We hold that pursuant to the plain language of RCW 4.16.340(1)(c), a negligence claim accrues when a victim recognizes the connection between a third party's wrongful conduct and the victim's resulting injury. Because the statute is plain on its face, it is unambiguous and an unambiguous statute is not subject to judicial construction. Am. Cont'l Ins. Co. v. Steen, 151 Wash.2d 512, 518, 91 P.3d 864 (2004).
¶34 No party challenged the Court of Appeals’ conclusion that it was the State's burden to show that .340(1)(c)’s statute of limitations period had expired. The State did not present this evidence. Rather, the Estate alleged that by mid- to late-2017, Timothy had contacted a law firm to investigate whether he had a claim against the State for allowing his abuse at Miller's hands. The declarations from Jaqueline, Jimmy Acevedo, and Timothy's half-brother state that prior to 2017, Timothy never indicated he connected his injuries to the State or believed he had any claim against the State.7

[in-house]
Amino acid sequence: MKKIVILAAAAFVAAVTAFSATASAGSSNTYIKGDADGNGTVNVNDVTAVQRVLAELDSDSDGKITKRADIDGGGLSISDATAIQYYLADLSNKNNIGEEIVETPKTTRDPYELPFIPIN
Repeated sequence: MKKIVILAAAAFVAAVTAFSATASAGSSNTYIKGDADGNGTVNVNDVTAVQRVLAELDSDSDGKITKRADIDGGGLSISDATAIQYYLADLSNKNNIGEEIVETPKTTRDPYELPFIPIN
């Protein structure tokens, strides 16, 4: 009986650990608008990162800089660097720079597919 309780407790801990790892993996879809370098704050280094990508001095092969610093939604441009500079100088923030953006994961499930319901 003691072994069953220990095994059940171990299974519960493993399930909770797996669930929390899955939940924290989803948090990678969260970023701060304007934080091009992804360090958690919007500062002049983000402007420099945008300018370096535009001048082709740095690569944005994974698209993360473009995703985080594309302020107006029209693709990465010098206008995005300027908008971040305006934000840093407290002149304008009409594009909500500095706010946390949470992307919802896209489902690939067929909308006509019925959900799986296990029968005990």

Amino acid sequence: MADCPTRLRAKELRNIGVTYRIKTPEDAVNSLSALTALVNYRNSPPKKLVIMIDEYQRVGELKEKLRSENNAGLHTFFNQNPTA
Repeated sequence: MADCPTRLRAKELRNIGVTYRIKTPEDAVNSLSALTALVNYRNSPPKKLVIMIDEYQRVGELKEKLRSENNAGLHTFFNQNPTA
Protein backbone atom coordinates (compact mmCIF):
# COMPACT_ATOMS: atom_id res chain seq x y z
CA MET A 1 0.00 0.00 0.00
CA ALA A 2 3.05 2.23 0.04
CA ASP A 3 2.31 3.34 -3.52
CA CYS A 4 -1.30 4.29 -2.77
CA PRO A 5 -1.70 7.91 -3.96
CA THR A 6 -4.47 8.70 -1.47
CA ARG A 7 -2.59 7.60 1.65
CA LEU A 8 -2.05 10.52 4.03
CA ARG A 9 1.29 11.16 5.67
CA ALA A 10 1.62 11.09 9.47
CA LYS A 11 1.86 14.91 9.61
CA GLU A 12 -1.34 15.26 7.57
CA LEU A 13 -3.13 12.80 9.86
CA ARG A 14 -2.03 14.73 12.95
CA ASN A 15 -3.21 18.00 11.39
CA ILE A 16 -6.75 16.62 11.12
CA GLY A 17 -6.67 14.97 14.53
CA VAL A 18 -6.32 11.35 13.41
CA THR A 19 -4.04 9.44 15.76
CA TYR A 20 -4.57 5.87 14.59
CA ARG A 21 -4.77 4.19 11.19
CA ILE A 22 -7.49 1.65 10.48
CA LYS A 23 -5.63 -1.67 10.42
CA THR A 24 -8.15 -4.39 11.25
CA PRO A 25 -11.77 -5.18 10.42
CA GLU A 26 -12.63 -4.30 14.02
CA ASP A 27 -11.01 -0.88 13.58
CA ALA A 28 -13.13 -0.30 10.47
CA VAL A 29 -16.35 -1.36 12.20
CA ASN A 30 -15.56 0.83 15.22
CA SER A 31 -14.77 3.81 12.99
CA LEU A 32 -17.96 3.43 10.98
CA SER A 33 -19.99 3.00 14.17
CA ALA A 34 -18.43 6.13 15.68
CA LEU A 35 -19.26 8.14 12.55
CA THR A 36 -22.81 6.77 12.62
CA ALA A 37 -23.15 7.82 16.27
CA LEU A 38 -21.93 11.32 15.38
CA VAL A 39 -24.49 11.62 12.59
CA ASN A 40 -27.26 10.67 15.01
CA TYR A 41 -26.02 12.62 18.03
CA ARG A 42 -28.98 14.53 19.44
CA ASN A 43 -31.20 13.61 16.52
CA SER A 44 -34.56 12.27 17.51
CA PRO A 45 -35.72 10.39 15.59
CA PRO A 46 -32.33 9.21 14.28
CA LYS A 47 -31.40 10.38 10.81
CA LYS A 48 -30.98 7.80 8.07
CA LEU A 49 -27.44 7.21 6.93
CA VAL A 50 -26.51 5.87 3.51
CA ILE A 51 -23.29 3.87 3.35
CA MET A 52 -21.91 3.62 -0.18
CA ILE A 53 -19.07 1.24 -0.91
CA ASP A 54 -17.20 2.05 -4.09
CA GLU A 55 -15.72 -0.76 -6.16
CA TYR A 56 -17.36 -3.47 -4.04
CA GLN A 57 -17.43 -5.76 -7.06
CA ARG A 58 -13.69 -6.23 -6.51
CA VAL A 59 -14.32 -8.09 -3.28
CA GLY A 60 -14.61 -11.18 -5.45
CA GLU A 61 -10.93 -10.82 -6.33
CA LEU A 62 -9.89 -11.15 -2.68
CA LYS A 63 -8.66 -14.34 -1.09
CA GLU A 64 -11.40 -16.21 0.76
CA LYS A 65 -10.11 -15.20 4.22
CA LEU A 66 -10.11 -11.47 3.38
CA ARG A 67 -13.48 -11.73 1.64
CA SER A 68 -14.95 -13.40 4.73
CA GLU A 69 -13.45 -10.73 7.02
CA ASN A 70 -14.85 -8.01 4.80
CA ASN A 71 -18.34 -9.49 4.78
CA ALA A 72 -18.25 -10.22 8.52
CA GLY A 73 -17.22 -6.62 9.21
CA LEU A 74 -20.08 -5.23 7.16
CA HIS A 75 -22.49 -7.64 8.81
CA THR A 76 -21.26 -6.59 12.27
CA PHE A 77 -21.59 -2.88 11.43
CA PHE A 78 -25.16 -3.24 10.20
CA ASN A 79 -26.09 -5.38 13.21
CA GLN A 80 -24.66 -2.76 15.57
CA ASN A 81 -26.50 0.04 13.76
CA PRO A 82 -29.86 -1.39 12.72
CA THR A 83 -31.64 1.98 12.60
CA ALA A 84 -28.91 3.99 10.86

¶35 The Estate filed this lawsuit in March 2020, less than three years from the time Timothy apparently made a connection between the State's actions and his injuries. Accordingly, the Estate's claims were timely filed. Therefore, we reverse the grant of summary judgment for the State and remand the case for further proceedings.
¶36 The Estate also moved to strike portions of the State's response to amici. The State answered and the Estate submitted a reply. The motion was passed to the merits. The Estate asks us to strike the State's reference to a Department of Enterprise Services study because it was not presented to the trial court. We decline to do so.